7th April 2020
Being unable to use his usual coping strategies, Mark Limbert talks about the effect social distancing is having on his stammer, and the challenges he now faces.
As an adult who’s struggled with fluency since the age of 5, I’ve learnt to manage my stammer and have developed various strategies to do so. Almost all of these revolve around challenging myself, putting myself into uncomfortable situations where I have no choice other than to speak out. For me I’ve found this works the best.
A good example would be when my 7-year-old daughter wanted to join the local Beavers. Sadly, there was a long waiting list but I was told a new group was being set up in the next village. We duly went to the taster session but discovered that for the group to run, volunteer leaders would be required. Rather than shy away from this, I volunteered knowing it would challenge me in terms of speaking to young people, other leaders and parents, and training sessions where I’d be asked to speak out.
This is just one of several activities I constantly challenge myself with; I also teach a junior brass group at weekends.
For me to function fluently I need to challenge myself daily, hence my strategies which have now been taken away.
So, what’s the relevance of reading about what I do? Well, it’s all stopped! Since the outbreak of Covid-19, like everyone else, every activity I’m involved in has ceased. My strategy for social interaction, and most importantly communication, has stopped. I have become isolated from the communication I crave and need.
Last weekend my daughter noticed that I keep repeating letters and words. Perhaps lack of social interaction, coupled with the general anxiety over Covid-19, may have started to have a negative effect on my fluency.
Listening to radio phone-ins, the distancing is already having an effect on others too. Interestingly, the experts were preaching the virtues of social media and using video applications such as Zoom. All very good advice but it doesn’t quite do it for me.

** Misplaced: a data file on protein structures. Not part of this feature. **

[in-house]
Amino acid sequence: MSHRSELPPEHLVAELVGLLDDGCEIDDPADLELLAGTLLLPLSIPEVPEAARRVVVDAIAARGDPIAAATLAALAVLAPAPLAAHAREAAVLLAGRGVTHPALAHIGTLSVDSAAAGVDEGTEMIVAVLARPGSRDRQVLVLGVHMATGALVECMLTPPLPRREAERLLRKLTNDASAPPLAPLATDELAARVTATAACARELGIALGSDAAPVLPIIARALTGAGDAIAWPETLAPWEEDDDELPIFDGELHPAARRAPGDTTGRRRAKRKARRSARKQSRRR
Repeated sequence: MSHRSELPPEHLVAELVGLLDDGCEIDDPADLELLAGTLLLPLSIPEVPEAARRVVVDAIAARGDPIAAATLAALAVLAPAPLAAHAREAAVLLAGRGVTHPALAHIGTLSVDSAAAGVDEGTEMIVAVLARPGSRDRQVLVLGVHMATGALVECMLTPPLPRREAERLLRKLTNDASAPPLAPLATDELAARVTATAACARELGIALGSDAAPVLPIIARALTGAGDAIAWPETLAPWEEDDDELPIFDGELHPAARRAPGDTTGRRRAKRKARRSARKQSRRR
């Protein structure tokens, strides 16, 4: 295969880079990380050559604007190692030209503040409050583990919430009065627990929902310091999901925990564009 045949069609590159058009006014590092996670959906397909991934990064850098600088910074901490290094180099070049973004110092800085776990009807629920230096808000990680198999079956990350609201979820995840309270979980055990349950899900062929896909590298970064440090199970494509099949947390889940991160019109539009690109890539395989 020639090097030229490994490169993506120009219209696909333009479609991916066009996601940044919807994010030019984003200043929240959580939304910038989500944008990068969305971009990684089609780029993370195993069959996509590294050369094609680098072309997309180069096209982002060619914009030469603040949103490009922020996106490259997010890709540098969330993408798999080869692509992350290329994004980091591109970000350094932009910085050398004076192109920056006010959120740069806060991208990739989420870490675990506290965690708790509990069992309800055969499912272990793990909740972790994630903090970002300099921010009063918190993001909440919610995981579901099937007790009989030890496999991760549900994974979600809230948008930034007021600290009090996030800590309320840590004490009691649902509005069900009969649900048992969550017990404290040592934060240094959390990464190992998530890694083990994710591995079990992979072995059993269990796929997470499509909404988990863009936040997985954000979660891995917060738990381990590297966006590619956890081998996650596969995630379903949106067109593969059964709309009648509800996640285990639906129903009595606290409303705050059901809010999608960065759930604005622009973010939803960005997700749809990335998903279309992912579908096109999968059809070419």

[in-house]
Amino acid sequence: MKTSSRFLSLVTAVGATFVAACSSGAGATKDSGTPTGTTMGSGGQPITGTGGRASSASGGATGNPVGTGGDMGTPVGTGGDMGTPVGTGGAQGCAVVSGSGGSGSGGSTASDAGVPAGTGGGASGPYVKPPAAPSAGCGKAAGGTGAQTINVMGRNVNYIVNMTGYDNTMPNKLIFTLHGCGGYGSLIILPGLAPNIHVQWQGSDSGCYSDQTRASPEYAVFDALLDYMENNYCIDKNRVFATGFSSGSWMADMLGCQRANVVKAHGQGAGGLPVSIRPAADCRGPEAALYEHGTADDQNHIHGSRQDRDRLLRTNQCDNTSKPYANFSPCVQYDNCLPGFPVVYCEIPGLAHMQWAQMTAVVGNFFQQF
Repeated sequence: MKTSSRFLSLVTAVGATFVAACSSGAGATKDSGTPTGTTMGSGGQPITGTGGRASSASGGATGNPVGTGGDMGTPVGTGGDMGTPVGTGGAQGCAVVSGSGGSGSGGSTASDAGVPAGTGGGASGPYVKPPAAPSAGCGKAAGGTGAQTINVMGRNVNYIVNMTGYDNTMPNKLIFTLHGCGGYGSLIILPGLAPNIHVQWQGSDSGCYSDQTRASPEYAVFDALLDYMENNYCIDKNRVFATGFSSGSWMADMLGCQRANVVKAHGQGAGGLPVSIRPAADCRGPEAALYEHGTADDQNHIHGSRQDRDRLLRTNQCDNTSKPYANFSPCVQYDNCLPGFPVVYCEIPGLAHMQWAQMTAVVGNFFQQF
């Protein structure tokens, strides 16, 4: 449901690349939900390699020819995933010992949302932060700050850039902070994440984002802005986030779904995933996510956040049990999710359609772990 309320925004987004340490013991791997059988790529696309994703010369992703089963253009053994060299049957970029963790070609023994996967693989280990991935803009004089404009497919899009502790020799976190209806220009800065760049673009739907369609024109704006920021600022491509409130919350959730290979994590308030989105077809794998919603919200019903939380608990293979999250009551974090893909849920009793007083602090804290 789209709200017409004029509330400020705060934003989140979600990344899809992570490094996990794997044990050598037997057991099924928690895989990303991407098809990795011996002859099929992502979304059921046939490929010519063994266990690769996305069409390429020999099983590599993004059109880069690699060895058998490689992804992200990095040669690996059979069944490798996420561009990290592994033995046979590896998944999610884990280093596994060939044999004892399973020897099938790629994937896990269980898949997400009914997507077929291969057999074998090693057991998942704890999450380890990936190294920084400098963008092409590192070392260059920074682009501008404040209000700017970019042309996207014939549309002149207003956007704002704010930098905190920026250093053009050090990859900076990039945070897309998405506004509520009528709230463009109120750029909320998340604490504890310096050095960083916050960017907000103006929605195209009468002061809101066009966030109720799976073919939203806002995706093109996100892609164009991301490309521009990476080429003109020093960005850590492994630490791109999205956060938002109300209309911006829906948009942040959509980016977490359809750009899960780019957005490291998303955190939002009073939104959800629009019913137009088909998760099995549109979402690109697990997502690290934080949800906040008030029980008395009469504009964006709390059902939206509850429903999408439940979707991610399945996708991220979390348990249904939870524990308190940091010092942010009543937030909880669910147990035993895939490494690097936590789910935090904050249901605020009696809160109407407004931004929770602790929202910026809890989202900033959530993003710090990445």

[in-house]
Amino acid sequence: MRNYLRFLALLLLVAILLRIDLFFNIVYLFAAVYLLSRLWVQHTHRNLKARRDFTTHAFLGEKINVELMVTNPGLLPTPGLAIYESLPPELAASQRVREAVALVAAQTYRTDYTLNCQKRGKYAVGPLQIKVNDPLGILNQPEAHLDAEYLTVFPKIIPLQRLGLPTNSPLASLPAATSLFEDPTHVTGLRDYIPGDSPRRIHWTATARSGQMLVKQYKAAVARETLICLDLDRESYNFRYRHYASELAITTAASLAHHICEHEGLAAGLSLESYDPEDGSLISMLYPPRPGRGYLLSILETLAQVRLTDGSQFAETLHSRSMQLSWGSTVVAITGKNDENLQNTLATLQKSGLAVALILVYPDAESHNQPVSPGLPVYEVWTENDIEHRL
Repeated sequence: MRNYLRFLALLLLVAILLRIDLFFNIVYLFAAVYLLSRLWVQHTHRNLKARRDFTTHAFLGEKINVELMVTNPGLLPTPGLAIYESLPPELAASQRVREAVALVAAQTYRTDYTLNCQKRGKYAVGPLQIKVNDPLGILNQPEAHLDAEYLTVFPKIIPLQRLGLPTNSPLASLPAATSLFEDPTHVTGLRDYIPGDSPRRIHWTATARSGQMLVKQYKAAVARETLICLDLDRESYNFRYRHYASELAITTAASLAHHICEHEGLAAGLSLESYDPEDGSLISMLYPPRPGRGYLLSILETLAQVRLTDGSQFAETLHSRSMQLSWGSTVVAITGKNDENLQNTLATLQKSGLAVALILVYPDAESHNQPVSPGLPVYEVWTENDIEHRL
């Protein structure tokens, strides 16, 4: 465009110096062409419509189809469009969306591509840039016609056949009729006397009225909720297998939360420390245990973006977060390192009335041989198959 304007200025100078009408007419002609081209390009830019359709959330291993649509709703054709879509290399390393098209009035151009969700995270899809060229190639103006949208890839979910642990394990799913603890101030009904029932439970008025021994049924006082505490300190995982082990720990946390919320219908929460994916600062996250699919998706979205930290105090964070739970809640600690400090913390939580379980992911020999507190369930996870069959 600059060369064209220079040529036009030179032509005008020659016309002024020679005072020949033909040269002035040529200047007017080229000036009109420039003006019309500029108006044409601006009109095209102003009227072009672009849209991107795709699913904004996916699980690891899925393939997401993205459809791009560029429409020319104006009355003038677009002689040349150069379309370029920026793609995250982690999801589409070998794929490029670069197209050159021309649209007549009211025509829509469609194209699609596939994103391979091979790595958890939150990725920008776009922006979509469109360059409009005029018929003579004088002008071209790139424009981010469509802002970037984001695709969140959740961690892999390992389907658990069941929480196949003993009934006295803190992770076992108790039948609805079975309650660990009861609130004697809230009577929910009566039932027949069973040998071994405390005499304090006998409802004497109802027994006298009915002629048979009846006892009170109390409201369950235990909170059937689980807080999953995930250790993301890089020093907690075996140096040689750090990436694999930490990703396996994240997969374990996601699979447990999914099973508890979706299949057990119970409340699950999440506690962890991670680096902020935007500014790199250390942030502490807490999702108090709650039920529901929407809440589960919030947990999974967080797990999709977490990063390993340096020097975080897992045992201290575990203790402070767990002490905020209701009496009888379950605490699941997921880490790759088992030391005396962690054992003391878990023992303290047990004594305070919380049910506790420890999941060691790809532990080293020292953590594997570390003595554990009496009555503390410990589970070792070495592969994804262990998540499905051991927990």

Sadly, today social networking seems to have taken over good old phone calls and face to face communication. Don’t get me wrong, I am more than happy to participate in banter via Facebook and WhatsApp. But because of who I am and the fluency challenges I face, I have intentionally chosen not to use this as my primary means of communication as I fear it can become a slippery slope.
In a normal social event, there is that impulsive nature of the conversation, the body language — all the clues that I need, and people need with me. It is a more comfortable, but still challenging environment. However, when it comes to socialising through Zoom, which is very much planned, it takes away the impulsive nature and creates anticipated anxiety, which in turn affects my fluency. For me to function fluently I need to challenge myself daily, hence my strategies which have now been taken away.
This situation presents me with yet another challenge to rise to: to become comfortable with video conferencing, to get this to a level when it becomes the norm, and to get family, friends and colleagues to appreciate the importance of talking to me and visa-versa.
This situation presents me with yet another challenge to rise to. I must adapt to this.
The way I see it, in the short term this situation is not going to improve and when it eventually does, there’ll be a sort of paradigm shift in the way people communicate, so I must adapt to this. This isn’t going to happen if I just sit back and wait to see if people contact me, so I have no choice but to ‘open up’ about my needs and ask that people contact me for a chat or accept that if I call it’s because I need to chat.
For me this is quite a reversal of my fluency strategies where I’ve actively put myself out there in positions to challenge myself but without other people knowing why. This time I really feel that to help myself I must be fully open and unafraid of this.
I’m still going to work. I am the co-owner of a company that provides components to the broadband network and have been asked to keep supplying.
We have made radical changes to our working practices, creating cells where individuals work in isolation. The whole dynamic of the business has changed – people arrive at staggered times, go to their cell, work and then go home, so again very little communication occurs. It’s very strange.
Today I received a phone call from a supplier and to be honest my fluency was ‘pants’ and went from bad to worse. After the call, for the first time in a long time I chose to email and apologise, explaining the reasons why. His response was, "You certainly don’t need to apologise. I have relatives that stammer and I admire your courage." I think it was worth taking the risk to email him and I will be opening-up far more with everyone and rising again to this new challenge as I always do.
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